How to size the circuit breaker, fuses, cord and/or power supply of your kiln.

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How to size the circuit breaker, fuses, cord and/or power supply of your kiln.

This consists of the main power cord, receptacle, powerblock, wire, and breakers. 

Safety Warnings

NOTE: If you are not sure about some part or procedure in creating or testing a power supply line for a kiln, DO NOT GUESS! If you wire something improperly, you might just blow the circuit breaker, or burn the place down. Get an electrician or someone who knows.
NOTE: There are many different ratings on the wire and components that make up the supply line that need to be considered (along with proper and safe installation) when creating or testing a kiln power supply. It is beyond the scope of this manual to properly educate someone to fully understand the potential variations and variables involved in this. Often a building like a school or a recreation facility (or even a home) will be inspected for electrical code and fire code enforcement. If you do not own the building, or if the kiln is in anything other than a free standing private workshop for yourself, get permission to do what you want to do from the owner and get an electrician to properly wire the circuit so you are not liable. 

The Data Nameplate

A typical data nameplate:
Every kiln has a data nameplate, usually a sticker on the side of the control box, that specifies model number, serial number, voltage required, phase required, amperage required, watts produced and the recommended maximum temperature. This is the information to get from L&L for your particular kiln if you do have not received it yet or if it has no data nameplate. The information from the data nameplate is what you show to your electrician or use to procure the proper wire and components to create the power supply line. Here are some things to keep in mind if you are the “electrician”:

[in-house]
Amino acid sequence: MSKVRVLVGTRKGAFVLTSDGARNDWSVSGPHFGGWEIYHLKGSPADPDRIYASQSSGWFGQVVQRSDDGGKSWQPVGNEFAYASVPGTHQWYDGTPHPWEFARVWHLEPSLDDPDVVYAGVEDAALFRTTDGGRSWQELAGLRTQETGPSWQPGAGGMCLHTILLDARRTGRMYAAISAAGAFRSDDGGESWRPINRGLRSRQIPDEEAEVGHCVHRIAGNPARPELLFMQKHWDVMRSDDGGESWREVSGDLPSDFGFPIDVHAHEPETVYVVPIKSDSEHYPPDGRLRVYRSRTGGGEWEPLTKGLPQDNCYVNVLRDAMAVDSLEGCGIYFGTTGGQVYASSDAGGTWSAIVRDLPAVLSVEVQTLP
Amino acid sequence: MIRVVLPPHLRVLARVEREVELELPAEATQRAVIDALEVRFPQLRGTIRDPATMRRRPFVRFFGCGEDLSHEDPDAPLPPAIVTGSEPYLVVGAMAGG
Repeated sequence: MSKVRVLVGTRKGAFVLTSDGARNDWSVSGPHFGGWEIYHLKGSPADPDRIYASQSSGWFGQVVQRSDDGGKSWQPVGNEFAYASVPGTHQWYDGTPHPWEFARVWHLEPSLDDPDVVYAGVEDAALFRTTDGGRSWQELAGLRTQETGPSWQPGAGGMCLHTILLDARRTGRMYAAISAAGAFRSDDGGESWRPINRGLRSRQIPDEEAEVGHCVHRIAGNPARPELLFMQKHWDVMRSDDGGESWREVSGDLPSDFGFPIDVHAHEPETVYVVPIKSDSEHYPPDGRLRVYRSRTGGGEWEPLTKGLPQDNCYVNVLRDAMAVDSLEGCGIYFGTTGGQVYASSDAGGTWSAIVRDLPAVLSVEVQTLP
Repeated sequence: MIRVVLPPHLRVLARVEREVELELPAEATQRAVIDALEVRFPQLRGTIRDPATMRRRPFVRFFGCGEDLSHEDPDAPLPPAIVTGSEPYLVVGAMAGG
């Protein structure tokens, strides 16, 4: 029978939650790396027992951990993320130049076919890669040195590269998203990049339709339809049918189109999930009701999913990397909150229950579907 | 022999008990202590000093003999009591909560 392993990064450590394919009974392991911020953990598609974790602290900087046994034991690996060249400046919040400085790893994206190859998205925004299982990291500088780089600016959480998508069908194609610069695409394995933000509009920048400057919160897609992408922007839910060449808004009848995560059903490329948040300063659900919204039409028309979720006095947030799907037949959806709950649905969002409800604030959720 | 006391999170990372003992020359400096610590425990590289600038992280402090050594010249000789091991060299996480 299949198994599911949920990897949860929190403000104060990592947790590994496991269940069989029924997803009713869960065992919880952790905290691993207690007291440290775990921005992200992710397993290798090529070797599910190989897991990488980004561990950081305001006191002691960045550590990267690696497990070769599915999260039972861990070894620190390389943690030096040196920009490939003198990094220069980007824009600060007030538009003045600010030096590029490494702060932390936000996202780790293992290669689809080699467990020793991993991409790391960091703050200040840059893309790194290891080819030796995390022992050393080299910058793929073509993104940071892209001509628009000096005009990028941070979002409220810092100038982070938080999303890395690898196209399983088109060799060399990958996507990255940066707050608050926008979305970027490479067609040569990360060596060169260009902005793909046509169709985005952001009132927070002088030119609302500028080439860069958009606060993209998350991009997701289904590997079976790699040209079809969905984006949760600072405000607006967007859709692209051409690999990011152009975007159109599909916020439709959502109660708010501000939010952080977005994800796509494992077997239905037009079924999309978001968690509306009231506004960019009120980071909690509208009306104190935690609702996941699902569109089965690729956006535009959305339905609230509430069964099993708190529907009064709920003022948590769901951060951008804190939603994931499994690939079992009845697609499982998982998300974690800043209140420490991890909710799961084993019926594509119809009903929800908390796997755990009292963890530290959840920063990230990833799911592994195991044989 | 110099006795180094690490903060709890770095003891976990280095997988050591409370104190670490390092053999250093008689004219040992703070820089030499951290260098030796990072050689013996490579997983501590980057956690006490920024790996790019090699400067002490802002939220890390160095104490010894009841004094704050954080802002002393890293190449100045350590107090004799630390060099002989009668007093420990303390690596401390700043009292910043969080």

If you are the electrician:

As of January 2001, National Electric Code Handbook says that a resistive heater this size, on for more than three hours at a time, should be provided a circuit that is rated for 125% of the total amperage drawn by the unit when it is on high. So a kiln drawing 43.98 amps would require a service of no less than 54.98 amps. As wire and components for power supply lines are usually rated in increments of 10, the next higher rating is 60 amps. Therefore everything in the line must be rated at least for 60 amps. Note about the 50 amp power cord used on kilns with up to 48 amps: the cord is built to take at least 60 amps, (6AWG wire for the hot leads - good per NEC table 310- 16, 8 AWg for the ground, plus oversize copper blades on the plug, and high temp. rating.) In addition this configuration has been examined by UL and approved for use not only with L&L kilns but most other UL listed kilns on the market. Do size the rest of the circuit for 60 amps (i.e. the wires, circuit breaker, etc.).